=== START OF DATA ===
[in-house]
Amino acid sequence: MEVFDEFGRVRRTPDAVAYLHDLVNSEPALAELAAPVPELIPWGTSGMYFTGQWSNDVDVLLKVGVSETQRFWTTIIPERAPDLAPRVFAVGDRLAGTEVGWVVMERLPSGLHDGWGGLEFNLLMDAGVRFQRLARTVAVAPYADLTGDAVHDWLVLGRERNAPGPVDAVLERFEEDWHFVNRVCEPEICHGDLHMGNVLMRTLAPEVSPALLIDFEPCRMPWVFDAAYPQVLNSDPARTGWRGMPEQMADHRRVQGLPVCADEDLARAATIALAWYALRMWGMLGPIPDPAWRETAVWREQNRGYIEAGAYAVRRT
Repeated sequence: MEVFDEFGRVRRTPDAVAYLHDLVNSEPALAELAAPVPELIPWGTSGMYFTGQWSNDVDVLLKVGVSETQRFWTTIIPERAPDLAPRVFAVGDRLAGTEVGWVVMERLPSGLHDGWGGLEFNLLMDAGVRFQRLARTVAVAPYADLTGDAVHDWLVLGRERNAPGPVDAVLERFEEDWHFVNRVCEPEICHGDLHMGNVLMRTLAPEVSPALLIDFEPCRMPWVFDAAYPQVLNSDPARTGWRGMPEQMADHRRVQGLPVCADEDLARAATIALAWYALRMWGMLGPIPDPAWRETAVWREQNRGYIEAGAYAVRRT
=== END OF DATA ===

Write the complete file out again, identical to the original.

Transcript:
[in-house]
Amino acid sequence: MEVFDEFGRVRRTPDAVAYLHDLVNSEPALAELAAPVPELIPWGTSGMYFTGQWSNDVDVLLKVGVSETQRFWTTIIPERAPDLAPRVFAVGDRLAGTEVGWVVMERLPSGLHDGWGGLEFNLLMDAGVRFQRLARTVAVAPYADLTGDAVHDWLVLGRERNAPGPVDAVLERFEEDWHFVNRVCEPEICHGDLHMGNVLMRTLAPEVSPALLIDFEPCRMPWVFDAAYPQVLNSDPARTGWRGMPEQMADHRRVQGLPVCADEDLARAATIALAWYALRMWGMLGPIPDPAWRETAVWREQNRGYIEAGAYAVRRT
Repeated sequence: MEVFDEFGRVRRTPDAVAYLHDLVNSEPALAELAAPVPELIPWGTSGMYFTGQWSNDVDVLLKVGVSETQRFWTTIIPERAPDLAPRVFAVGDRLAGTEVGWVVMERLPSGLHDGWGGLEFNLLMDAGVRFQRLARTVAVAPYADLTGDAVHDWLVLGRERNAPGPVDAVLERFEEDWHFVNRVCEPEICHGDLHMGNVLMRTLAPEVSPALLIDFEPCRMPWVFDAAYPQVLNSDPARTGWRGMPEQMADHRRVQGLPVCADEDLARAATIALAWYALRMWGMLGPIPDPAWRETAVWREQNRGYIEAGAYAVRRT